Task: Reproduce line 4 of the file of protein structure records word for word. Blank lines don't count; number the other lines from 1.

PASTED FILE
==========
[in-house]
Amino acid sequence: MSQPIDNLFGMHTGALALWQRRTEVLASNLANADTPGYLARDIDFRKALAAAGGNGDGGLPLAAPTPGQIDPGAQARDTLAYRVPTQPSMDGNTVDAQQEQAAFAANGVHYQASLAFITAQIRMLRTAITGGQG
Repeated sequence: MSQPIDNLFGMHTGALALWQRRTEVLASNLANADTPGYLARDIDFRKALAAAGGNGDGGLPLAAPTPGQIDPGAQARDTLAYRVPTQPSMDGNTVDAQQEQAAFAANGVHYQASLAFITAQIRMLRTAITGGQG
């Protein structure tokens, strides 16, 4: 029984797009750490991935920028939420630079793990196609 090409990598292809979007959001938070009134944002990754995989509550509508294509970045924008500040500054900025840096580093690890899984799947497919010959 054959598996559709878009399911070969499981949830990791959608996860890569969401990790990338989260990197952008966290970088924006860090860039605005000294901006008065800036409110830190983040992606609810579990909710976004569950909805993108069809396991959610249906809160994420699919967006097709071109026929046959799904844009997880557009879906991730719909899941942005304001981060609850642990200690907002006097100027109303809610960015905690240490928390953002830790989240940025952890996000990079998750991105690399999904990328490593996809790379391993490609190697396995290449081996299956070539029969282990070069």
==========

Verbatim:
């Protein structure tokens, strides 16, 4: 029984797009750490991935920028939420630079793990196609 090409990598292809979007959001938070009134944002990754995989509550509508294509970045924008500040500054900025840096580093690890899984799947497919010959 054959598996559709878009399911070969499981949830990791959608996860890569969401990790990338989260990197952008966290970088924006860090860039605005000294901006008065800036409110830190983040992606609810579990909710976004569950909805993108069809396991959610249906809160994420699919967006097709071109026929046959799904844009997880557009879906991730719909899941942005304001981060609850642990200690907002006097100027109303809610960015905690240490928390953002830790989240940025952890996000990079998750991105690399999904990328490593996809790379391993490609190697396995290449081996299956070539029969282990070069």